Home Management Promoting Research Excellence : New Approaches to Funding.
Recruitment and recruitment strategies
The Excellence Initiative had a significant impact on the recruitment of professors and the universities’ overall recruitment strategies. The universities have used the Excellence Initiative funding in all three funding lines to establish new full professorships in strategically important areas of research. The new professorships are part of an overall university development plan to strengthen research capabilities in identified priority research areas. In many cases the universities looked at strong international candidates to complete and expand existing competences at the university. Some universities paid particular attention to recruit candidates that specialise in research at the interfaces of traditional disciplines.
Some universities created central pools for vacant (professorial) posts that were then reallocated to the strategic priority research areas. Strategic reallocation of research posts is a prominent feature of many institutional strategies. At least one university advertised a number of full professorships without a thematic orientation or specific limitations. The rationale was to encourage applications from top international researchers who could make a substantial contribution to the university’s strategy regardless of their field of research. Some universities introduced similar concepts for the recruitment of junior professors and established “free floater” groups that were not bound by any thematic or departmental restrictions.
However, not all universities took such an approach. In some cases new professors were mainly recruited to replace professors that would retire in the coming years. Funding from the Excellence Initiative made it possible to bring replacements forward and ease the transition from one generation to the next.
The funding flexibility also made it possible to offer candidates for professorships very attractive packages in terms of research facilities and support staff. In addition, many universities stretched the limits of Germany’s statutory salary framework for professors to attract leading researchers. For some candidates the prospect of being part of a German excellence establishment was an incentive to accept a professorship. In most cases the universities were able to hire highly qualified candidates. According to the interviewees, the share of candidates recruited outside Germany has grown significantly since the start of the Excellence Initiative.
Along with the more strategically orientated allocation of professorships, many universities also experimented with new recruitment processes. Traditionally, the university or the department advertises an open post and sets up a selection panel. From the applications received, the selection panel identifies suitable candidates, invites them for hearings and draws up a ranked list of the most qualified. After securing approval of the list from the department and the university management, negotiations can start with the first-ranked candidate (e.g. discussing the professional and personal terms of the appointment). This process can be quite time-consuming and may fail if an agreement cannot be reached with any of the candidates on the list.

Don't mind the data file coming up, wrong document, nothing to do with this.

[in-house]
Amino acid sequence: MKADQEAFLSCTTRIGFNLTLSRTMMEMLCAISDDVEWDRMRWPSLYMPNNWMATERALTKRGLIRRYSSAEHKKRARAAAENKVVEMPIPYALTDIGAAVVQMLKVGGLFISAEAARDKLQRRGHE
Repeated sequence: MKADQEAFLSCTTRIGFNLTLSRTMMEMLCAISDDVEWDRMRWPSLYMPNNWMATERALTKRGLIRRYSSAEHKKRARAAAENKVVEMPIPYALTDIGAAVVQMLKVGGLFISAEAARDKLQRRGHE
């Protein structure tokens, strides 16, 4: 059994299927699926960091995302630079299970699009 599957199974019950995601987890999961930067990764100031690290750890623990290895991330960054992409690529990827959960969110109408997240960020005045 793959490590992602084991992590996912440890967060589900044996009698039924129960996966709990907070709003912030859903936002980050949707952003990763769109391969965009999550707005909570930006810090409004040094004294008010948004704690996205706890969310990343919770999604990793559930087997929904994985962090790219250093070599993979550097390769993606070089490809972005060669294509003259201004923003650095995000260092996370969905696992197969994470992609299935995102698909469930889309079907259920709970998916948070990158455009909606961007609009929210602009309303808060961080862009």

To speed up the recruitment process for key professorships in excellence establishments, some universities used headhunting approaches and targeted specific candidates for open professorships. Other universities introduced procedures to allow for discussions with suitable candidates before the formal list of candidates had been agreed upon in order to check the candidates’ availability and assess the prospects for successful negotiations. These steps led to significantly faster appointment procedures than before the Excellence Initiative.
Excellence Initiative funding was also used to recruit significant numbers of associate professors and (usually temporary) junior professors. The universities introduced competitive recruitment procedures to identify the best candidates for strengthening the overall research potential of the graduate schools, the clusters of excellence or other priority research areas identified in the institutional strategies. Most of the junior professors are only expected to contribute for a limited period of time - perhaps three to six years - to the research programme and training framework of the excellence establishments. The co-ordinators regard it as an important indicator of the quality of their graduate school or their cluster of excellence if junior and associate professors receive offers for full professorships at other universities. Many of the interviewees confirmed that a significant number - in some cases the large majority - of junior and associate professors with term-limited contracts had already received offers for more senior academic positions at other research establishments in Germany and abroad. This is considered a positive contribution to “brain circulation” among leading research universities rather than “brain drain”. Scientific contacts with former colleagues would remain at least to some extent and strengthen the institutional research network in the long run.
Universities have started to introduce, often as one element of their institutional strategies, tenure track systems for their junior professors as part of their Excellence Initiative activities. These universities will offer tenure-track candidates lifelong positions that lead to a full professorship, subject to performance evaluation after a certain period of time. Also part of the tenure-track system is a set of support measures to provide mentoring, supervision and other forms of career development for tenure-track candidates.
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